sentative of the young Italian school, was born in
Naples, March 8, 1858. He first studied with Siri, and
afterwards learned harmony and the piano from Simonetti.
While a student at the Naples Conservatory he was advised
by Rossi, one of his teachers, to devote himself to opera.
In pursuance of this counsel, he went to Bologna, and
there wrote his first opera, " Tommaso Chatterton," which
still remains in manuscript and unperformed. Then
followed a series of " wander years," during which he
visited many European countries, giving lessons in sing-
ing and upon the piano, and meeting with varying for-
tunes. In all these years, however, he cherished the plan
of producing a trilogy in the Wagnerian manner with a
groundwork from Florentine history. In a letter he says :
" I subdivided the historical periods in the following way :
first part, ' I Medici,' from the accession of Sextus IV to
the Pazzi conspiracy ; second part, ' Savonarola/ from the
investiture of Fra Benedetto to the death of Savonarola;
third part, ' Cesare Borgia,' from the death of the Duke of
Candia to that of Alexander VI." The first part was com-
pleted and performed in Milan in November, 1893, and
was a failure, notwithstanding its effective instrumentation.
It was not so, however, with the little two-act opera " I
Pagliacci," which was produced May 21, 1892, at Milan,
and met with an instantaneous and enthusiastic success.
His next work was a chorus with orchestral accompani-
ment, the text based upon Balzac's rhapsodical and highly
wrought " Seraphita," which was performed at Milan in


1894. Of his works, "I Pagliacci" is the only one known
in the United States. It has met with great favor here,
and has become standard in the Italian repertory.

I Pagliacci

" I Pagliacci," Italian opera in two acts, words by the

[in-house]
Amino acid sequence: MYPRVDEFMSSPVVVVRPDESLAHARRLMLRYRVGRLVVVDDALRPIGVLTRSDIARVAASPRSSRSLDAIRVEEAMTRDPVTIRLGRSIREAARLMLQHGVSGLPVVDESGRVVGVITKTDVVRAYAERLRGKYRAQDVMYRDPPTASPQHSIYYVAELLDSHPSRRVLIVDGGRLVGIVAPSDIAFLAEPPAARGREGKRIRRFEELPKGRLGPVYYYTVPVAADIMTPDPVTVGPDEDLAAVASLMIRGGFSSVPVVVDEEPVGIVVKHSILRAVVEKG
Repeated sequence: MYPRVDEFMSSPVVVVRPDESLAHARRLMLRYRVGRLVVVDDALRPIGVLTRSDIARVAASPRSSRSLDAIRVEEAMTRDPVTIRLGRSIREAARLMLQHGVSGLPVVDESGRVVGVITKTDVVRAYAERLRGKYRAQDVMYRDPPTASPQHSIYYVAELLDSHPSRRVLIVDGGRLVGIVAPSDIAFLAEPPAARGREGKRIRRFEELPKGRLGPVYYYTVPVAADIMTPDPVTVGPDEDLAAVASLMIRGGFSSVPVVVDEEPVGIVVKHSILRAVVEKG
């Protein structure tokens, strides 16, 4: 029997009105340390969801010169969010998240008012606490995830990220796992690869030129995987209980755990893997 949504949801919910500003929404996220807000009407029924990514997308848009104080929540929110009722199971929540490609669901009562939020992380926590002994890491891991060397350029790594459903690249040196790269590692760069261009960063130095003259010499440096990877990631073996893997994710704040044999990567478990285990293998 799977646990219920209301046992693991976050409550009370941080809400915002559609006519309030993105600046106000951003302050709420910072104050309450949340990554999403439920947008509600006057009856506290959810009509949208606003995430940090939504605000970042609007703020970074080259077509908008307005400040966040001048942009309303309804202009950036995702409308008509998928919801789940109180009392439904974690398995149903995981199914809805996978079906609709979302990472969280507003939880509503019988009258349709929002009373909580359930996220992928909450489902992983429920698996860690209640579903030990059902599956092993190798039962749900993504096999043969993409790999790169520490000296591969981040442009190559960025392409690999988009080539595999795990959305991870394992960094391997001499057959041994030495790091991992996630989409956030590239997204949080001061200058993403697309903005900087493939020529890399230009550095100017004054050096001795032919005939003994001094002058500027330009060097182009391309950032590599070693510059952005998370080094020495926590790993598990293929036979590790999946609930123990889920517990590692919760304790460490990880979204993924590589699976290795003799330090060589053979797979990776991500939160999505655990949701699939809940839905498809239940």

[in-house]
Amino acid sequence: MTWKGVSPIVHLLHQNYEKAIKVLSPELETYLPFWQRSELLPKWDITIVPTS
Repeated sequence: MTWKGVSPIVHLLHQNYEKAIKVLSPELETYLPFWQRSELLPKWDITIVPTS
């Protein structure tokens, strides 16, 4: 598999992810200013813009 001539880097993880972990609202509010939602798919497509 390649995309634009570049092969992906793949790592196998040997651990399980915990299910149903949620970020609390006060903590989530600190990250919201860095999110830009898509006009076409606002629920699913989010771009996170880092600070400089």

composer, Ruggiero Leoncavallo, was first performed at
Milan, May 21, 1892, and was introduced in this country
in the spring of 1894, Mme. Arnoldson and Signors
Ancona, Gromzeski, Guetary, and De Lucia taking the
principal parts. The scene is laid in Calabria during the
Feast of the Assumption. The Pagliacci are a troupe of
itinerant mountebanks, the characters being Nedda, the
Columbine, who is wife of Canio, or Punchinello, master
of the troupe ; Tonio, the Clown ; Beppe, the Harlequin ;
and Silvio, a villager.

The first act opens with the picturesque arrival of the
troupe in the village, and the preparations for a perfor-
mance in the rustic theatre, with which the peasants are
overjoyed. The tragic element of the composition is ap-
parent at once, and the action moves swiftly on to the
fearful denouement. Tonio, the clown, is in love with
Nedda, and before the performance makes advances to
her, which she resents by slashing him across the face with
Beppe's riding-whip. He rushes off vowing revenge, and
upon his return overhears Nedda declaring her passion for
Silvio, a young peasant, and arranging to elope with him.
Tonio thereupon seeks Canio, and tells him of his wife's
infidelity. Canio hurries to the spot, encounters Nedda ;
but Silvio has fled, and she refuses to give his name. He
attempts to stab her, but is prevented by Beppe, and the
act closes with the final preparation for the show, the
grief-stricken husband donning the motley in gloomy and
foreboding silence.

The second act opens with Tonio beating the big drum,



and the people crowding to the show, among them Silvio,
who manages to make an appointment with Nedda while
she is collecting the money. The curtain of the little
theatre rises, disclosing a small room barely furnished.
The play to be performed is almost an identical picture of
the real situation in the unfortunate little troupe. Colum-
bine, who is to poison her husband, Punchinello, is enter-
taining her lover, Harlequin, while Taddeo, the clown,
watches for Punchinello's return. When Canio finally ap-
pears the mimic tragedy becomes one in reality. Inflamed
with passion, he rushes upon Nedda, and demands the
name of her lover: She still refuses to tell. He draws